Let’s start with a small tale. I watched a guy get scammed on the bus the other day. He got a call from some guy claiming to be a Bkash representative. In a few minutes, he handed over his account details. I tried to stop him as soon as I got wind of what was happening, but it was already too late, and he had handed over his pin number. We can safely assume what followed. 

To many of us, remote transactions are still very hazy. In general, we prefer to exchange via cash. This is in no small part due to the lack of safety over the remote channels available to us; in addition to general inconvenience. Bkash scams are everyday things now. And even if they weren’t, the process of maintaining a Bkash account feels tedious to me. Load up an online wallet with money, pay some money every time you do it. Our banks have made huge strides in making transactions more liquid, but there is still room for improvement. With relatively new technology on the horizon which provides many of the answers we’re looking for; let’s take a look at blockchain

Blockchain, how it works

Simply put, blockchain is a chain of blocks that contain and communicate information. Although its implementation is relatively new, its roots can be traced back to 1991; when it was primarily used as digital timestamps. In 2009, the foundation for use of blockchain as it is today was laid, as it contributed to the creation of the cryptocurrency Bitcoin. It should be noted that once some data has been recorded in a blockchain, it is nearly impossible to alter. A very simple example of the information in a block would be the basics of a transaction: sender, receiver and amount. Any changes in the block can be traced by changes in its hash; a hash being a sort of digital fingerprint. What this means is a blockchain cannot be created or edited without informing everyone on its related p2p network. This essentially makes blockchain one of the most secure modes of technology.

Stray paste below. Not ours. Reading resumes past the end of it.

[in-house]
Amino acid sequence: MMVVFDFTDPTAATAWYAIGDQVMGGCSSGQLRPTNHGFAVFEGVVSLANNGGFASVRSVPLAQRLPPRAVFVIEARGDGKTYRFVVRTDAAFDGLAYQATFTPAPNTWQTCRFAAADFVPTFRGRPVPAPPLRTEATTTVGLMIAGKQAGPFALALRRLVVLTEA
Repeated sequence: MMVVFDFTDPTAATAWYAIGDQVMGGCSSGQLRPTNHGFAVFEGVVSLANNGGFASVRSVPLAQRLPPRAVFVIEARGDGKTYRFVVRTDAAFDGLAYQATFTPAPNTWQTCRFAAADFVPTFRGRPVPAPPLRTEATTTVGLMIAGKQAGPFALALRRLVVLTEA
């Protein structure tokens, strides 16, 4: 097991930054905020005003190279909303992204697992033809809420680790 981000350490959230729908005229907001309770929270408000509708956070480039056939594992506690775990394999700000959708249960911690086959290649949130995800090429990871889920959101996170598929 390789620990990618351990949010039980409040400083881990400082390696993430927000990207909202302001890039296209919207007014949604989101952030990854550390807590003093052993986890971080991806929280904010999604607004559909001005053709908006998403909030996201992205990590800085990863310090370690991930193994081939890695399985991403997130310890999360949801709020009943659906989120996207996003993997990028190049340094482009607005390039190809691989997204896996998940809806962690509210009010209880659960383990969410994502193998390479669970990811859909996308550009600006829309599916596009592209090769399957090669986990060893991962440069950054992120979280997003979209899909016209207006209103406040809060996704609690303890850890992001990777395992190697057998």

A more secure future for your bucks?

When you think about it, the money you have remotely; like in bank accounts and mobile wallets, works because it connects to you. Without your identity attached to it, the money belongs to no one. And in that way, your money is under threat via your identity. Blockchain technology ensures your money, your identity and your transaction details are secure. Intermediaries like banks or companies like bkash keep track of your transactions and your money.

Blockchain moves to cut out the middleman and keep your money assigned to you.

In many ways, blockchain currencies are the better option for ownership of money. And with blockchain phones and other technologies on the rise, it may be time to take a look.